The Kafkaesque reality of Pakistan's blasphemy laws

Sherry Rehman, Pakistan’s ambassador to the US, is under police investigation for alleged blasphemy after making the case on television for the law to be re-examined and for the death penalty to be removed.

In Franz Kafka’s novel, The Trial, the protagonist Josef K. is unexpectedly arrested by two unidentified agents from an unspecified agency for an unspecified crime. For the duration of the story, neither Josef nor the reader knows what he is supposed to have done, even when he is eventually killed for his crime.

The situation surrounding Pakistan’s controversial blasphemy laws is not dissimilar. The law means that anyone found guilty of defaming the Prophet Muhammed can be sentenced to death. Many facing such accusations have been forced into hiding or killed by mobs before they even stand trial.

Blasphemy laws in and of themselves are not unusual: many countries across the world have legislation which restricts what one can say about religion. The problem in Pakistan comes from the exceptionally harsh penalties, and the light burden of proof. The law sets out no guidance on what constitutes blasphemy, no standards for evidence, no requirement to prove intent, and no safeguards to punish those who make false allegations. This means that, essentially, the standard for blasphemy is whatever offends the accuser. As such, it is frequently used to persecute minorities or settle personal vendettas.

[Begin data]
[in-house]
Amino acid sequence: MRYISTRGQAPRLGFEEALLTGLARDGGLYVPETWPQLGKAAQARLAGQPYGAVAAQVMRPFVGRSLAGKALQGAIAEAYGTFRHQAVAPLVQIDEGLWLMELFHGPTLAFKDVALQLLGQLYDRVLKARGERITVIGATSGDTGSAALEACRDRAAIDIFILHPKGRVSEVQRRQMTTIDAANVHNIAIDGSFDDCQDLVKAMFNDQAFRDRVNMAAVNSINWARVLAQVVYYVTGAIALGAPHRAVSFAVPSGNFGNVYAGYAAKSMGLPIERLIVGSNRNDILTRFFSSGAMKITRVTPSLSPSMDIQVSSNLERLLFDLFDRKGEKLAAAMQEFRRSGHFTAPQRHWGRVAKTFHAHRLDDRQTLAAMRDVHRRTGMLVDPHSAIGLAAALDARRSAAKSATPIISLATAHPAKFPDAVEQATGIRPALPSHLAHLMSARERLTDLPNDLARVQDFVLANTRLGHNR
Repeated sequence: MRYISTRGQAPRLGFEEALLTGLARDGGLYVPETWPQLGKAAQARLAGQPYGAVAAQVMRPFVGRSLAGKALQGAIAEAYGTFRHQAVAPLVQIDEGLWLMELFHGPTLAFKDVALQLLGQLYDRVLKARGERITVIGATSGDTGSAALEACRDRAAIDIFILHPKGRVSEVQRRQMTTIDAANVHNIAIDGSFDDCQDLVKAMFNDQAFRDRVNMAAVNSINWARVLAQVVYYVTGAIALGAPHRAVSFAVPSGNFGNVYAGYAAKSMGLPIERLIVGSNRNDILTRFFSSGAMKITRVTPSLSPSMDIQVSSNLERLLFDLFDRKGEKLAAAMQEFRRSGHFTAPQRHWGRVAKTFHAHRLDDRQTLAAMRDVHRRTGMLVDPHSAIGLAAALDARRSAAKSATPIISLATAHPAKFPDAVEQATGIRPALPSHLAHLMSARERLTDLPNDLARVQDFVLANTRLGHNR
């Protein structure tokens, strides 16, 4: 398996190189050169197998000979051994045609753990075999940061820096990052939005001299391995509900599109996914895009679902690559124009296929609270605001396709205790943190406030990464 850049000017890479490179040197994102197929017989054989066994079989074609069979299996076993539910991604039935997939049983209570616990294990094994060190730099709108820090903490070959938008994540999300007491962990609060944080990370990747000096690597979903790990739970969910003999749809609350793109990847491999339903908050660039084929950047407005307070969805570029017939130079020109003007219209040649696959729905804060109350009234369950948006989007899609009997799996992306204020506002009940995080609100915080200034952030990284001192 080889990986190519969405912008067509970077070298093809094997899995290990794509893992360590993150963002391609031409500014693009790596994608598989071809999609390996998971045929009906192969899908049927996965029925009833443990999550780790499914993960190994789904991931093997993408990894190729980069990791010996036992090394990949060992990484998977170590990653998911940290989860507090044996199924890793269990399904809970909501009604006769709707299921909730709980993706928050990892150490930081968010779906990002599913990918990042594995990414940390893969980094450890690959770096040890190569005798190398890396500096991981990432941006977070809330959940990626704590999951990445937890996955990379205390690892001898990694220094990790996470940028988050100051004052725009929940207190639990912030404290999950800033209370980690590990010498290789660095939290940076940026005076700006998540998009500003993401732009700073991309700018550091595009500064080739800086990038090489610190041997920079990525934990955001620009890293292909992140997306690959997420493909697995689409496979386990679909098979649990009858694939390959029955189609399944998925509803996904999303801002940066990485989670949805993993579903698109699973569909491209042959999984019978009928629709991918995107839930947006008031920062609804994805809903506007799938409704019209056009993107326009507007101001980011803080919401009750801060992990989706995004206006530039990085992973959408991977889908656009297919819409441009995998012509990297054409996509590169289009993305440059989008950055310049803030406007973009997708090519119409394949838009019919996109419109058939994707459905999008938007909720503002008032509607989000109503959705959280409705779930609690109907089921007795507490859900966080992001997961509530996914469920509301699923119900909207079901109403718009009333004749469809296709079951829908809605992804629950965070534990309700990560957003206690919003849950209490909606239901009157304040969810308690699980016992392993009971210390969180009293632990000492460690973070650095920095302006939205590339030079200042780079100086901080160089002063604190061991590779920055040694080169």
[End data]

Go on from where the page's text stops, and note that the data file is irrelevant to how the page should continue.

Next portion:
Witnesses can refuse to repeat the alleged blasphemy in court, in case they themselves become culpable. There have been stories of judges refusing to hear evidence defending the accused for fear of offending religious zealots. Blasphemy is a non-compoundable crime, meaning that cases cannot be settled out of court. Once a charge is filed, it is difficult for the case to be quashed, and the accuser cannot simply drop charges. It is not unthinkable that someone could be accused of blasphemy and sentenced to death without ever being told exactly what they are meant to have said and thus being unable to disprove it. Suddenly, Kafka’s Josef F doesn’t seem quite so surreal.

That blasphemy laws are a serious impediment to freedom of speech goes without saying. But the extent to which this is true has been highlighted yet again in recent days, with the news on 21 February that Sherry Rehman, Pakistan’s ambassador to the US, is under police investigation over allegations of blasphemy.

The basic facts of the case are as follows. In late 2010, before Rehman had been posted to the US, she lodged a private members' bill seeking to abolish the death penalty for blasphemy after Aasia Bibi, a Christian woman, was sentenced to death. Two other politicians who were campaigning for a change to the law were murdered soon afterwards. Salman Taseer was shot in January 2011, and Shahbaz Batti in March 2011. Blasphemy reform was shelved soon afterwards.

On 30 November 2010, before Rehman’s private members' bill had been thrown out, she appeared on Dunya TV’s news programme, Dunya Meray Aagay. She repeated her calls for the law to be re-examined and for the death penalty to be removed. Remarks she made on the show prompted Muhammad Faheem Akhtar Gill, a marble dealer in Multan, to lobby police to register a case against her for blasphemy. After nearly three years of persuasion, his efforts have been successful, and the police have started an investigation under the orders of the Supreme Court. Given the aforementioned problems with the blasphemy legislation, the media cannot report what Rehman is supposed to have said, in case newspapers fall foul of the law. People are clearly curious: a Google search for “Sherry Rehman - what did she say” yields 21,800 results.